verb (used with object), be·guiled, be·guil·ing.
Origin of beguile
Related formsbe·guile·ment, nounbe·guil·er, nounun·be·guiled, adjectiveun·be·guil·ing, adjective
Examples from the Web for beguile
Will she beguile him into poor judgment, sidetracking his revenge crusade?
She played a young woman hired to beguile a man, a natural fit for the natural beauty.
Blessed should I be if I could beguile a benighted traveller into safety!Willing to Die|Joseph Sheridan Le Fanu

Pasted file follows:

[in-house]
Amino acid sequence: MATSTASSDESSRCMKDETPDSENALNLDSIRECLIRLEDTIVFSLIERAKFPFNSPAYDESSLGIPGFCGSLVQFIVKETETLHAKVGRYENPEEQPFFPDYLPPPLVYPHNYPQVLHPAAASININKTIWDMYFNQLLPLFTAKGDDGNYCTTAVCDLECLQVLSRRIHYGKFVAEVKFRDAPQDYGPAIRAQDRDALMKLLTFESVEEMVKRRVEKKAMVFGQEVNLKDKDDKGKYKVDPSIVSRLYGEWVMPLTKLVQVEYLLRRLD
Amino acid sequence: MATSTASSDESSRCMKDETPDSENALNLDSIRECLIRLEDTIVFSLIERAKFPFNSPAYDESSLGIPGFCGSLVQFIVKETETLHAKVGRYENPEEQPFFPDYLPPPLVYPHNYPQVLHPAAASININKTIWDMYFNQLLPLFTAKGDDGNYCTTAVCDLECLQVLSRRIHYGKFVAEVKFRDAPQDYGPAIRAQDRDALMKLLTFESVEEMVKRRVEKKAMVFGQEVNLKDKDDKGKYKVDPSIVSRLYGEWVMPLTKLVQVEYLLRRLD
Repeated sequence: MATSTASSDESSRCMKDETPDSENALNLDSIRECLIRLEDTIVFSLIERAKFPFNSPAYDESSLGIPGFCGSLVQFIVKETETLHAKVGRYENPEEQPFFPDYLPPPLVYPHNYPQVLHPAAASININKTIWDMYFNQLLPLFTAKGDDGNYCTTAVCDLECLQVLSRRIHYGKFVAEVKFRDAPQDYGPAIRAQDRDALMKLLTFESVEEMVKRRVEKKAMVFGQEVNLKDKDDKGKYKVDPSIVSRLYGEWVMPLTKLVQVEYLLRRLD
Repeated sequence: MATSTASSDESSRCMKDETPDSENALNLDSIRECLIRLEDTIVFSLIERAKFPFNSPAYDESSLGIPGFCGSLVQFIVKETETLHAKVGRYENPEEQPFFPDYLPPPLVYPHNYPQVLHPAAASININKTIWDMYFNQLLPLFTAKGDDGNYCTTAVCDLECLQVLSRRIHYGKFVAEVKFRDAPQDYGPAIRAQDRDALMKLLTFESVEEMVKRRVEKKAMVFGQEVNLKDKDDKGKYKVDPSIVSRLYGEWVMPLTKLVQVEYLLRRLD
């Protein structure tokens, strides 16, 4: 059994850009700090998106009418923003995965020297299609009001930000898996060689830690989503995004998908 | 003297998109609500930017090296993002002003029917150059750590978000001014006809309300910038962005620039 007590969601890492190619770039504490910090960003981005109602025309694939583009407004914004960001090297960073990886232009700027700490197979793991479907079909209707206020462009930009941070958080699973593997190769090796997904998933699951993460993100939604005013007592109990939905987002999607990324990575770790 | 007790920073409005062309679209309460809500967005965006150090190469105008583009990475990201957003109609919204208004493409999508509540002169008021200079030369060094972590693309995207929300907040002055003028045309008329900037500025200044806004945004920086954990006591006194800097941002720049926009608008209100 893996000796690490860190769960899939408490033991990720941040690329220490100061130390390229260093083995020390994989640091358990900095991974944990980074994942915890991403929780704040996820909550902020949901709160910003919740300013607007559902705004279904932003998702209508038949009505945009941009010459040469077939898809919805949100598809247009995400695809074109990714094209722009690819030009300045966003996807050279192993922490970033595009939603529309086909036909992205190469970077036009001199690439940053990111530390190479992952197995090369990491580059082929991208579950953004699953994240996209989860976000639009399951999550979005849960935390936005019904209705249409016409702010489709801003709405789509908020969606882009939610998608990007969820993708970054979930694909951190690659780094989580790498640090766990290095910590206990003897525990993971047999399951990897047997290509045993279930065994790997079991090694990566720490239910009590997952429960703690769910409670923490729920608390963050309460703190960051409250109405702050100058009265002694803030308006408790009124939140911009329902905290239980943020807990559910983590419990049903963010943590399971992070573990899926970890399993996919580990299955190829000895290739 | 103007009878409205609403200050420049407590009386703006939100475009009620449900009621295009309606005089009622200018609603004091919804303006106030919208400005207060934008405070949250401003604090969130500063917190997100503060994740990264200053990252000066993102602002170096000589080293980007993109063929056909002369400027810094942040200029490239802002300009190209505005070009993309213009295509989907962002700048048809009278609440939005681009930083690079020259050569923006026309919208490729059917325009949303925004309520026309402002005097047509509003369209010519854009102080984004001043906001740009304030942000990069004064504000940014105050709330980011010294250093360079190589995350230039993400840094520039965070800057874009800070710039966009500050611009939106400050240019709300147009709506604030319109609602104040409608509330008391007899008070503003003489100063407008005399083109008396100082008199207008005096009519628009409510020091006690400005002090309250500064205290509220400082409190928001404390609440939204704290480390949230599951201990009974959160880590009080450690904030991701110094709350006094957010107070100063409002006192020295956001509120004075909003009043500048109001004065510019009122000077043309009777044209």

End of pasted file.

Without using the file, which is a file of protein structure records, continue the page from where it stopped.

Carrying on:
Thus lurk they under the name of the Church, and beguile silly creatures with their vain glozing.The Apology of the Church of England|John Jewel
When he was silent, I knew he was conceiving some surprise in the shape of a new fruit, or a new view to beguile me.Summer Cruising in the South Seas|Charles Warren Stoddard
That was apparently a short walk to our distant home, for there was abundant conversation and debate to beguile the way.
I had in this way rest for a day, and somewhat to beguile the time.Memoirs of Leonora Christina|Leonora Christina Ulfeldt